Father Joseph Dinh

Father Joseph Dinh

Deacon Emmanuel Ukattah

Emmanuel Ukattah, Deacon

Deacon Enedino Aquino

Enedino Aquino, Deacon

From the Desk of Our Priest

Brothers and Sisters in Christ,

We come to the feast of the Pentecost this Sunday. Among the signs that happened at the Pentecost, the “speaking in tongues” given to the apostles could be the most impressive one. As the Jews gathered in Jerusalem from every country around the Mediterranean, they heard the message from the apostles in their own languages (Acts 2:1-11).  It may be seen as a replay in reverse of the language confusion that arose when people tried to build the tower of Babel in the Bible. These people were scattered since they no longer understood each other.  Human beings are now invited by the apostles to reunite again. The gift of tongues bestowed on the apostles is something that proclaims the principle role of the Church that is born today: to speak to human beings in the language of the Holy Spirit so as to reunite them to Christ.

It is important to know the fact that Pentecost did not just happen to the apostles, it has happened to all of us and it has affected the whole world. The feast of Pentecost is not just a celebration of the gift of tongues; it challenges us to live and to use the language of the Holy Spirit in our daily life, the language of love, harmony, humility and unity.

*In our family do we use the language of love and sacrifice for the sake of our family or do we just want to follow our own desires?

*In our community do we use the language of forgiveness, humility and service to foster unity among us or do we just want to quarrel and tear the community apart because we want people to follow our own will?

*In our workplaces, our neighborhood, do we use the language of honesty, caring and love in order to bring the presence of the Lord to them, or through our lies, cheating and deceptions we destroy the image of Jesus Christ?

Yes, we are called to be true disciples of Jesus, we are filled with the Holy Spirit and we are to use the language of the Holy Spirit to transform the world, to unite people to Christ.

May The Holy Spirit guide and unite us in one!

Fr. Joe


Christ the King Church was founded in 1940 to serve the African-American Catholics in High Point, and has since become a multi-ethnic parish celebrating both the diversity and unity of the Catholic faith and tradition. Then-Bishop Eugene F. McGuinness of Raleigh invited the Franciscan Friars of the Atonement of Graymoor, NY to staff the new mission in High Point in 1940. Father Bernardine Watson served as the first pastor, originally celebrating Mass in a funeral home. Through the generosity and perseverance of Father Watson and several benefactors, a clothing shop was acquired for use by the mission. While Mass continued to be celebrated there during much of 1941, the mission community members also turned their attention to building a new church and rectory on Kivett Drive. The new colonial-style church was dedicated by Bishop McGuinness Dec. 14, 1941.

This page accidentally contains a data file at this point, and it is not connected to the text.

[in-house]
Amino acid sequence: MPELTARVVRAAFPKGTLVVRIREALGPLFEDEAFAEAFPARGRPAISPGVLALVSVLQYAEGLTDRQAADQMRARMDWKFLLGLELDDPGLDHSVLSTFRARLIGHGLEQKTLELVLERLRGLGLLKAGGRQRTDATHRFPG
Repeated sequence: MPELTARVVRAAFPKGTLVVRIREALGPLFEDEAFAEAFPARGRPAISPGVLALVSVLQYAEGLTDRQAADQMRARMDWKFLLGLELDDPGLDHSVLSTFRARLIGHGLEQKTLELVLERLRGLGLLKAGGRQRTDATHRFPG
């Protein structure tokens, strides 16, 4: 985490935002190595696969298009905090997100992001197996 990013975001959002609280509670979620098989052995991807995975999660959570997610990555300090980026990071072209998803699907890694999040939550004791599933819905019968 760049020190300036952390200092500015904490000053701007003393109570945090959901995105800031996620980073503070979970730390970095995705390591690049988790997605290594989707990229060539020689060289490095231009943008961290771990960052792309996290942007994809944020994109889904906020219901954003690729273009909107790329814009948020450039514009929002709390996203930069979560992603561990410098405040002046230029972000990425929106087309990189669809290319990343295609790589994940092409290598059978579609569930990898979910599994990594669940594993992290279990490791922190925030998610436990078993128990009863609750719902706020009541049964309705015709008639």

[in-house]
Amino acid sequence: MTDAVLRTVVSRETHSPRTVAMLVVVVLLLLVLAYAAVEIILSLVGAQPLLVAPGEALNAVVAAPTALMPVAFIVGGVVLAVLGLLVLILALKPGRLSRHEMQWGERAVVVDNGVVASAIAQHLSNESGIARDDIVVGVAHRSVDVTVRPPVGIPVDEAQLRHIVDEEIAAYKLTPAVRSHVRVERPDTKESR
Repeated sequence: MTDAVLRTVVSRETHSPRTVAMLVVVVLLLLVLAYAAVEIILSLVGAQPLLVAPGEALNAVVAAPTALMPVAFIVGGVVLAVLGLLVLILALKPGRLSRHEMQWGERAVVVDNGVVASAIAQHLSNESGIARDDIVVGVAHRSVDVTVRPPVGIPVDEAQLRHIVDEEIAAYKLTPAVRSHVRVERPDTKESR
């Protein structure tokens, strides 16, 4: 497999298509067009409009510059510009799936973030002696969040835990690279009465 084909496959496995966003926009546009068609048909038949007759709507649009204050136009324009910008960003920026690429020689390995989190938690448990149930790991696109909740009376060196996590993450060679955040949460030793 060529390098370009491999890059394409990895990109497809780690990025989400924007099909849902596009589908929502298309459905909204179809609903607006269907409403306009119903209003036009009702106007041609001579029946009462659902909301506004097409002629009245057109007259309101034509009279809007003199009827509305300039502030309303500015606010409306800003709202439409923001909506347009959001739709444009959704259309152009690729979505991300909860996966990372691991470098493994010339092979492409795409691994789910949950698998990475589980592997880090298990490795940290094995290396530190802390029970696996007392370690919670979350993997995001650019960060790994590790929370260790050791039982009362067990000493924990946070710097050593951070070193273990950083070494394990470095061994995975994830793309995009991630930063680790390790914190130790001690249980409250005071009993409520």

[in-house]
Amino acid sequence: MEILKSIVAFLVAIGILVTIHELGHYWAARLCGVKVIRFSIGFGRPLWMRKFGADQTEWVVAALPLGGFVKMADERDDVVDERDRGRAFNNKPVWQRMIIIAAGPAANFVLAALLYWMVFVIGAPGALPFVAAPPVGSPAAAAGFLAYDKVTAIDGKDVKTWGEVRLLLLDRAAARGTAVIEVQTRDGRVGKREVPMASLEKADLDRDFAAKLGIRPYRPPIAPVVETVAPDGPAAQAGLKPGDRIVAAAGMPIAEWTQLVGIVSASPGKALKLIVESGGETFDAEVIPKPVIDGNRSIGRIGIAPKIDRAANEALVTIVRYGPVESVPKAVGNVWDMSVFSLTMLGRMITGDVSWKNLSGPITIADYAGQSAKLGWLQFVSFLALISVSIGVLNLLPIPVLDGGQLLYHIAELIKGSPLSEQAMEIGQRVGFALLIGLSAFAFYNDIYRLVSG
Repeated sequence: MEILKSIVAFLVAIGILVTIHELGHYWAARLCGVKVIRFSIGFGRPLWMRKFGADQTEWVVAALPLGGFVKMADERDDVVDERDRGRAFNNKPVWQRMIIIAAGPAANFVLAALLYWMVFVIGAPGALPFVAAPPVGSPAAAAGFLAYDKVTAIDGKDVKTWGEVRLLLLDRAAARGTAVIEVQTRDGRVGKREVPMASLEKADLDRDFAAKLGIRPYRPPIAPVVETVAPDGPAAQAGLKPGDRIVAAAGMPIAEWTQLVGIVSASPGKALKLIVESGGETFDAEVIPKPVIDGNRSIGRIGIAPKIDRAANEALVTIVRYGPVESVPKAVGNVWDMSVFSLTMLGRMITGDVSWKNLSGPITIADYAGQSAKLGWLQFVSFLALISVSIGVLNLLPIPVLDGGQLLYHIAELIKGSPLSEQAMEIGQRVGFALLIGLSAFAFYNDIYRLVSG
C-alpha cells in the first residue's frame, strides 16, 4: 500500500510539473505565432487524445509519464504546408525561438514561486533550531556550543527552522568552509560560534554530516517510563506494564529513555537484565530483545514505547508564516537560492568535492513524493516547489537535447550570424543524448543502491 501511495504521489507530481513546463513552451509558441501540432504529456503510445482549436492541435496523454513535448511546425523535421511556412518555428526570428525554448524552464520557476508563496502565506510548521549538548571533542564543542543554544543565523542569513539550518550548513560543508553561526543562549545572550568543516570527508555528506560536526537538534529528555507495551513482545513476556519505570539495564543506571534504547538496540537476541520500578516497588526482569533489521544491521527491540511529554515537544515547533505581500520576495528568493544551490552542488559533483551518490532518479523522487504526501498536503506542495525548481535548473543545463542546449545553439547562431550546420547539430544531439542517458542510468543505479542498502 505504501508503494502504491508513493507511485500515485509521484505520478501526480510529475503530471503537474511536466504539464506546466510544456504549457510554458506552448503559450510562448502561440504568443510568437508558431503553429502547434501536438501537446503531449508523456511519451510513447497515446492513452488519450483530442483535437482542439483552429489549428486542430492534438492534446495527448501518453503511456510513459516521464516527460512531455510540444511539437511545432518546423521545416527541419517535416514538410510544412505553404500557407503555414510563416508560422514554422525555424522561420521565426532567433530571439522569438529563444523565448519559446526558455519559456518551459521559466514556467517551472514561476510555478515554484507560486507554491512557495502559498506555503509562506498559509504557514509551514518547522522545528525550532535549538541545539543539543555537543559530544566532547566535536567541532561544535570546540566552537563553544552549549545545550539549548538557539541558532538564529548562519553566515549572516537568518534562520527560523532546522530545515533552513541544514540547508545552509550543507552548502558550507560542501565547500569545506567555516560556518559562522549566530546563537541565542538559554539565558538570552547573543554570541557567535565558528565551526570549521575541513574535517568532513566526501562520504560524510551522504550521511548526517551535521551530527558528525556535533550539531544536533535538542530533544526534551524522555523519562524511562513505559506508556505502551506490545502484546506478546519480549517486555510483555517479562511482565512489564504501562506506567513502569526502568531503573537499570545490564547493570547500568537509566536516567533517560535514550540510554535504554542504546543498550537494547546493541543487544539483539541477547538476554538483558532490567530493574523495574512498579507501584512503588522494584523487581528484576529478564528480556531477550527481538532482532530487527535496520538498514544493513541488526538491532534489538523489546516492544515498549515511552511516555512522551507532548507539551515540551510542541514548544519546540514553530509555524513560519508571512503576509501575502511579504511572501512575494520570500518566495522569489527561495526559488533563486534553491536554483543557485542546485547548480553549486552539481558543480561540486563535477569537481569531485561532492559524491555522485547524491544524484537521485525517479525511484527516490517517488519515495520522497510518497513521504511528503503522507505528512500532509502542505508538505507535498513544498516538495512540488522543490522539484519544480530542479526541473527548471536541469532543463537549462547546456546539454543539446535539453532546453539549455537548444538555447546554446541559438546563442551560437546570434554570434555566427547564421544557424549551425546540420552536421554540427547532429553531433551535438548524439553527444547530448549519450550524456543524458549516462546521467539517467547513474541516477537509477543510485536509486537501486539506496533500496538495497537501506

During the 1940s and into the ’50s, the Christ the King parish community continued to grow. A school building and convent were built in 1949, and in 1950 the Franciscan Handmaids arrived from New York City to staff the school. The African-American communities, both Catholic and non-Catholic, of High Point, Thomasville and Greensboro were served by the new Christ the King School, which opened its doors to 50 students in September 1950. The friars continued their pastorate in High Point for the next several decades, cultivating a faith community that became continually more culturally diverse over time. A stained-glass window behind the church’s choir loft depicts that diversity, with Jesus surrounded by four individuals representing the African, Asian, European and Indian bloodlines that make up much of the parish community today.


Lowering enrollment, financial difficulties and the recalling of the sisters to New York forced Christ the King School to close in 1981. The diocesan office of education converted the school for use as a day care center, which began its operation in August 1981. That same year, Franciscan Sisters of the Atonement arrived at Christ the King Church to conduct the religious education program and other ministerial work, including assisting at the day care center. The center, still located on parish grounds, is now privately operated and continues to serve the area.


Upon the friars’ leaving High Point in 1991, Christ the King Church became a diocesan parish in December of that year. Fathers Martin Madison and John Hoover served the parish until December 1994, when Father Philip Kollithanath, was appointed to Christ the King Church. Assisting in the advancing growth of the Christ the King community have been many commissions and ministries focusing on the spiritual , educational, multicultural and evangelical dimensions of the parish. Parishioners gather to engage in Bible study , to learn English as a Second Language, to put their faith into action in the local community and to celebrate their ethnicity. A Hispanic center and bilingual religious education program provide sharing and learning opportunities for English and Spanish speaking parishioners, and the parish African-American Ministry offers outreach programs benefiting the local region. The Women’s Guild, Altar Guild, 55+ Club and Young & Spirited Group are active in parish and community services, and the evangelization commission provides for the spiritual needs of homebound parishioners through its Visitation Ministry. The community of Christ the King Church looks ahead to expansion and renovation projects that will accommodate the needs of a growing parish. One hundred and sixty-one households currently make up the parish registry.